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The Heron’s Nest

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Volume VI, Number 11: December, 2004.
Copyright © 2004. All rights reserved by the respective authors.

Editors’ Choices • Commentary • Haiku Pages:  1, 2, 3, 4, 5, 6 • Index of Poets


Heron’s Nest Award


    winter stars
    who else sits up
    with a sick child?
                                       Joann Klontz

No season evokes such a profound sense of austerity and loneliness as winter. And no life event exacerbates one’s sense of “me-against-the-world” as much as a sick child.

Think about it: all of the trees are bare and trembling in the raw breeze. What was once a lush, green lawn is now a gray-white tarp of hardened snow. The vibrant streetlife of the city has retreated to gas-powered fireplaces and cable television reruns. Life has become an indoor sport.

When a child becomes sick, however, the sporting life is tagged out at home plate. Parents run out of arms and legs very quickly. Forget the marathon you ran three years ago—can you pace the length of a two-bedroom apartment for six hours straight? I think of this passage from one of my favorite poems, “Marriage,” by Gregory Corso: “I am sleepless, worn, / up for nights, head bowed against a quiet window, the past behind me, / finding myself in the most common of situations a trembling man.”* Yes, this is a common situation, but who is sharing it with me at this, my darkest hour?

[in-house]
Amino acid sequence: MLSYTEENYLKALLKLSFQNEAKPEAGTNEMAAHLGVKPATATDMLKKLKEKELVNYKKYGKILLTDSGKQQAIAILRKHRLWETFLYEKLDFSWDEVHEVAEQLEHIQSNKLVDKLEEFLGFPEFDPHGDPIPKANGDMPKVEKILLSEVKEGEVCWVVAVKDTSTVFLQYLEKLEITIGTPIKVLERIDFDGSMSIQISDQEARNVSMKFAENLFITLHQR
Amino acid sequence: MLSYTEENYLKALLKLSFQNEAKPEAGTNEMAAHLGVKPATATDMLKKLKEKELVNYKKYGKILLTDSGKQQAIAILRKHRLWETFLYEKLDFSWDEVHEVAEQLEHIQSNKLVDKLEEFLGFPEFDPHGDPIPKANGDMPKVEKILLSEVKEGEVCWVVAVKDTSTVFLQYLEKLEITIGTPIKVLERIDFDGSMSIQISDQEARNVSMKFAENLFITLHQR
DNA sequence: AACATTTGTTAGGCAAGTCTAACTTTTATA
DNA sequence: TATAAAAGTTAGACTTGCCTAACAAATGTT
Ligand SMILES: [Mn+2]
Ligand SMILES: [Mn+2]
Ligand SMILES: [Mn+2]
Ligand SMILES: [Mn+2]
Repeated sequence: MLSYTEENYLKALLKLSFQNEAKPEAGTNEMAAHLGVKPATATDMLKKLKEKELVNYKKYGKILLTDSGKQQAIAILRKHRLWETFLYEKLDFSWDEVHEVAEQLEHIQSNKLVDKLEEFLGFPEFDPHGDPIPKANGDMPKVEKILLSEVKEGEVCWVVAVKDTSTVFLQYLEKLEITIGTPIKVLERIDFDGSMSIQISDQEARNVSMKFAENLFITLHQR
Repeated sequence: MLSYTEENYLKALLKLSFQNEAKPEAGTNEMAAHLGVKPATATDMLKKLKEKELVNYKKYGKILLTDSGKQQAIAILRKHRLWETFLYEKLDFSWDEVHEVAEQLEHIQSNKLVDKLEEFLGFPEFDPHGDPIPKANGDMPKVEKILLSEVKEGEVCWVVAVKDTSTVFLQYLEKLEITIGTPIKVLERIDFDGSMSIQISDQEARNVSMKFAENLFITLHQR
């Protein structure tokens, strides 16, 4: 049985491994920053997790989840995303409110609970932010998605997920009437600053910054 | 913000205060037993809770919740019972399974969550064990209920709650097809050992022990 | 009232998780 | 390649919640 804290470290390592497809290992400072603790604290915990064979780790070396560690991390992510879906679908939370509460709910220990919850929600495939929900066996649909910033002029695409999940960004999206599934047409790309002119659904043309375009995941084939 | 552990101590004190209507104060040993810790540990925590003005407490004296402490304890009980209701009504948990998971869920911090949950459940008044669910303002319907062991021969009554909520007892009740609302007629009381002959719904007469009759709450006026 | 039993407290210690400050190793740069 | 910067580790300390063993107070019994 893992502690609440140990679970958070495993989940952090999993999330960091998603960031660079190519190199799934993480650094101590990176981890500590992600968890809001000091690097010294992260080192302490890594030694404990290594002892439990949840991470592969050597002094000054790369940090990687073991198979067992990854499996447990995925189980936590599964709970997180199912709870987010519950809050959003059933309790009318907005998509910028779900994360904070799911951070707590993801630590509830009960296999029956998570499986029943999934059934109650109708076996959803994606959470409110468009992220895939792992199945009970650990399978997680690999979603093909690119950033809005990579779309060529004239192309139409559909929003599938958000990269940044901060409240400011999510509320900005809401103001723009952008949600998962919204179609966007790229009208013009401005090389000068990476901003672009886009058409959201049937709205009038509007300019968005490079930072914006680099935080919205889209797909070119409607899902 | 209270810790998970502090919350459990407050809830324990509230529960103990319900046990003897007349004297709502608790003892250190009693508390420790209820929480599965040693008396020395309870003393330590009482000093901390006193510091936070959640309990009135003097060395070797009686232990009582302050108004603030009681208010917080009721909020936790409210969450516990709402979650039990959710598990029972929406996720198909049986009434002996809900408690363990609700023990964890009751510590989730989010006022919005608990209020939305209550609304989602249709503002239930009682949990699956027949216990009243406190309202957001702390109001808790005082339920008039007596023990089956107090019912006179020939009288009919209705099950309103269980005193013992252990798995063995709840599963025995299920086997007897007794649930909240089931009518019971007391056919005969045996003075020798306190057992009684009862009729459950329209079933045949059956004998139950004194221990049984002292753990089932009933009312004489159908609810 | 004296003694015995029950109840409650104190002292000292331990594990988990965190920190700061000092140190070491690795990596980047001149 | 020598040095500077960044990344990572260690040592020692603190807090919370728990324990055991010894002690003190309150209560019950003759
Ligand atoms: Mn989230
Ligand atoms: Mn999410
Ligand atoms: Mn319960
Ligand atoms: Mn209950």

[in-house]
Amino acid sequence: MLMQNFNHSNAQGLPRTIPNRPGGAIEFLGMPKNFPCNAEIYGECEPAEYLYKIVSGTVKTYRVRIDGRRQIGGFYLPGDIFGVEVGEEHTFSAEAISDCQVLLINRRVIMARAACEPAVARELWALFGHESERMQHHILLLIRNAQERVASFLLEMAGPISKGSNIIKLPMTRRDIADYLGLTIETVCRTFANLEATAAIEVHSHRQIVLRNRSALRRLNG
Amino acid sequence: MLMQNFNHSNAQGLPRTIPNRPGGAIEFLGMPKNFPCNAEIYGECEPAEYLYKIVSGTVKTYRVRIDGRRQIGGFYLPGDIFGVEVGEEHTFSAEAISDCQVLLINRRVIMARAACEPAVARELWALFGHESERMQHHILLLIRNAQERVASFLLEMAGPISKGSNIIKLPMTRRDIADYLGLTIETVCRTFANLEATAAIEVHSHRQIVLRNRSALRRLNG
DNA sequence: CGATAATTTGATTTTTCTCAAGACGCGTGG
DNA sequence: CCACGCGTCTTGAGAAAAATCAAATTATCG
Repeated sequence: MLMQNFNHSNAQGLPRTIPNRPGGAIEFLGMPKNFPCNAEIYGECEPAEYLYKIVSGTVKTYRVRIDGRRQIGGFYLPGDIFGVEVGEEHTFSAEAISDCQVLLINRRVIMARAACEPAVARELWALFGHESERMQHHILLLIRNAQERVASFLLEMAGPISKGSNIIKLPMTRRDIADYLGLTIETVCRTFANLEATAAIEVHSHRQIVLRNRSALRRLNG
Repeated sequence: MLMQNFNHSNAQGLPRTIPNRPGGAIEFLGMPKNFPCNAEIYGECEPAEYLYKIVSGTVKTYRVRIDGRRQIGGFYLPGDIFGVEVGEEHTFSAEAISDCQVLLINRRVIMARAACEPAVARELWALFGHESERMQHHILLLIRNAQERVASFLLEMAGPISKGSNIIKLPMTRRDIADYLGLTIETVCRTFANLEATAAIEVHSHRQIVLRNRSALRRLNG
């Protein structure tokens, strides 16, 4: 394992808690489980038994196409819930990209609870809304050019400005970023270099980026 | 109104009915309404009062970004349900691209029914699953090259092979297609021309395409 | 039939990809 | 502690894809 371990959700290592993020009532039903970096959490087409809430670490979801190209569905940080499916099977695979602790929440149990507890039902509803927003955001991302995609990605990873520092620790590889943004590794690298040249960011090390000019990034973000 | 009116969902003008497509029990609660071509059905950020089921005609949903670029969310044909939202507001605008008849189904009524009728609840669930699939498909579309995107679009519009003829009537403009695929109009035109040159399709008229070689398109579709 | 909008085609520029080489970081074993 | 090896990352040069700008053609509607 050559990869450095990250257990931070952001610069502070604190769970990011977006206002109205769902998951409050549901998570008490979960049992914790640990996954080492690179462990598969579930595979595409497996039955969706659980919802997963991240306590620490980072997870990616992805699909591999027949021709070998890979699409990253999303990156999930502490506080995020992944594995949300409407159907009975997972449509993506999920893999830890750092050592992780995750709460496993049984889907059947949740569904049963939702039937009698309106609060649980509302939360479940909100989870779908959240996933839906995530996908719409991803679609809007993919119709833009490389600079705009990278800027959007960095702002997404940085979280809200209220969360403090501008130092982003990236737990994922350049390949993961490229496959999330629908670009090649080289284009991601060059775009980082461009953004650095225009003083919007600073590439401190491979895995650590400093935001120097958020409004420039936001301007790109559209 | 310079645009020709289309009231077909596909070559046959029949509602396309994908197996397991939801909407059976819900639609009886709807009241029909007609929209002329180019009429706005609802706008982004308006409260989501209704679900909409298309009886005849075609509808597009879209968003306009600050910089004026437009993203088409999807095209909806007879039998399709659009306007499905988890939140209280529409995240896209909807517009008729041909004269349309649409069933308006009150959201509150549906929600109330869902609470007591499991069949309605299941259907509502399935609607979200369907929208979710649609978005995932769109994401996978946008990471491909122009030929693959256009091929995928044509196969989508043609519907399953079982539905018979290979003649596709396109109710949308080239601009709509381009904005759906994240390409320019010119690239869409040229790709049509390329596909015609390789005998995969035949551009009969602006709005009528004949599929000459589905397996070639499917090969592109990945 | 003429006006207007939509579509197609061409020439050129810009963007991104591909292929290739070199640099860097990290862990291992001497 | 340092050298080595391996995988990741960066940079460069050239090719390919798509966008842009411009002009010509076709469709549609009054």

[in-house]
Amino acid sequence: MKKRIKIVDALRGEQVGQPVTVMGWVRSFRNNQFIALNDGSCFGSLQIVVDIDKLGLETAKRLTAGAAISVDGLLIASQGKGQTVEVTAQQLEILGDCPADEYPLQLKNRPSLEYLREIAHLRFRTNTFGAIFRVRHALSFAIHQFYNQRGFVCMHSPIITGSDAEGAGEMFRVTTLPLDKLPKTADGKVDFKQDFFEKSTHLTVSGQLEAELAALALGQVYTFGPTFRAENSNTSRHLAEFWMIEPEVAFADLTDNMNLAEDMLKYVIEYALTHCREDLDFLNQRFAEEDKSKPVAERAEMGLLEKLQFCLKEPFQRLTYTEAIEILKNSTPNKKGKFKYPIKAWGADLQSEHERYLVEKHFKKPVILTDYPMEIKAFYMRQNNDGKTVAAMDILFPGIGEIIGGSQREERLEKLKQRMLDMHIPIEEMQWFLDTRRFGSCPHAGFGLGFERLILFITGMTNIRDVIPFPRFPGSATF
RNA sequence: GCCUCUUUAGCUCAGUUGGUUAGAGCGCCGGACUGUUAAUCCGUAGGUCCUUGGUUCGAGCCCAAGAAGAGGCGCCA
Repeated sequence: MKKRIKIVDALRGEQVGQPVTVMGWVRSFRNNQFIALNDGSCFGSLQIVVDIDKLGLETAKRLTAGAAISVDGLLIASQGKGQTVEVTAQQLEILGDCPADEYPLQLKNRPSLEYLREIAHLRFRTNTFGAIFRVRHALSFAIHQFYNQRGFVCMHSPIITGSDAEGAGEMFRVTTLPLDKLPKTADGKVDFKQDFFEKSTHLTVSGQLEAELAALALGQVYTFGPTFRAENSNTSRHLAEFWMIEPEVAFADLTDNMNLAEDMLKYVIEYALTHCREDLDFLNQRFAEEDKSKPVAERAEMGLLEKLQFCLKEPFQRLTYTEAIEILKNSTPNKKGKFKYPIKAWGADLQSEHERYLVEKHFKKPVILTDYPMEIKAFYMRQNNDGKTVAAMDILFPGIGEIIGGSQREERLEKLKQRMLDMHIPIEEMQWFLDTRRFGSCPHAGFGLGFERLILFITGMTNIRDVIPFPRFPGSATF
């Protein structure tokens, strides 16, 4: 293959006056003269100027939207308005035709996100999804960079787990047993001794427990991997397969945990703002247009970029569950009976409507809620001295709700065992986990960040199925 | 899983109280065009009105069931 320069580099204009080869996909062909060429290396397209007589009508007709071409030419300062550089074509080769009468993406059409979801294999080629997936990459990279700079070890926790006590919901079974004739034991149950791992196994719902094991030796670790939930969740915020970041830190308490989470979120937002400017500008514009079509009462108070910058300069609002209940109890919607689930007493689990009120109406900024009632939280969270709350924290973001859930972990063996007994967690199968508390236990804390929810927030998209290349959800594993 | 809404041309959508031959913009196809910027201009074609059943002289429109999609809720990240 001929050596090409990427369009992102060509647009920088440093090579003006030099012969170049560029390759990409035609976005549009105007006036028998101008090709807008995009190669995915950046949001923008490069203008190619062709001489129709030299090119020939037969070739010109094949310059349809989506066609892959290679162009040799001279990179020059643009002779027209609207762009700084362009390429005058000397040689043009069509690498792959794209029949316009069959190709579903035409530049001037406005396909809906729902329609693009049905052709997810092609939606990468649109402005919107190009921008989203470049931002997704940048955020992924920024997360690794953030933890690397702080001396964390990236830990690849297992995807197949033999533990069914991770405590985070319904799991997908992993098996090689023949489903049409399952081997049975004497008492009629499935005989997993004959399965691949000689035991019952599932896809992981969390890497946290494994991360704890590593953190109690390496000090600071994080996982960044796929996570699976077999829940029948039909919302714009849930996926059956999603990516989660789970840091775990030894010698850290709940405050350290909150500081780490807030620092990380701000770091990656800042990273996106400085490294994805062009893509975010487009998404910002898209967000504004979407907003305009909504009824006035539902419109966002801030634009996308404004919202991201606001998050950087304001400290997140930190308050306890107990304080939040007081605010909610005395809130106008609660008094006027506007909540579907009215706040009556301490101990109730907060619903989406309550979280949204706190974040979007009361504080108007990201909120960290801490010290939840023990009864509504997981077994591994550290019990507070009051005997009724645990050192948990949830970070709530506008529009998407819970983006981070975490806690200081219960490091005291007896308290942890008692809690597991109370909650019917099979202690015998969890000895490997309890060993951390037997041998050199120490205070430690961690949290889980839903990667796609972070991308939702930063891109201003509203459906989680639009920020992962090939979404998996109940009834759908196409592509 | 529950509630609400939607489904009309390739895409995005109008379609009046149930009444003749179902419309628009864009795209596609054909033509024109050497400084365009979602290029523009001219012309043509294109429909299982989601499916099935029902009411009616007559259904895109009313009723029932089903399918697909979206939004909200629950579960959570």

When a haiku poet is devoid of inspiration, he or she needs only to look to the sky. Whether the moon waxes or wanes, shooting stars silently arc above us, or clouds render the heavens a featureless expanse of utter nothingness, it is often our only consistent Muse. Winter stars are all the more poignant in their contrast with the dark sky, a contrast that heightens with each sleepless hour.

Joann Klontz has looked to the winter stars for both inspiration and solace. They cannot cradle a crying child or soothe a feverish face, but they offer an image of constancy in a world that seems to be spiraling out of control. They provide a deep sense of connectedness which overcomes all obstacles and all distances—our imaginations’ assembly of the stars into constellations, the uniquely intimate bond of mother and child, and ultimately the connectedness of all beings who share the act of caring. When no one else shows up for the midnight watch, the stars stand silent vigil with those who long for daylight.



Paul David Mena
December 2004
*excerpt from “Marriage” by Gregory Corso, originally published in The Happy Birthday of Death. Copyright © 1960 by New Directions Publishing Corporation.



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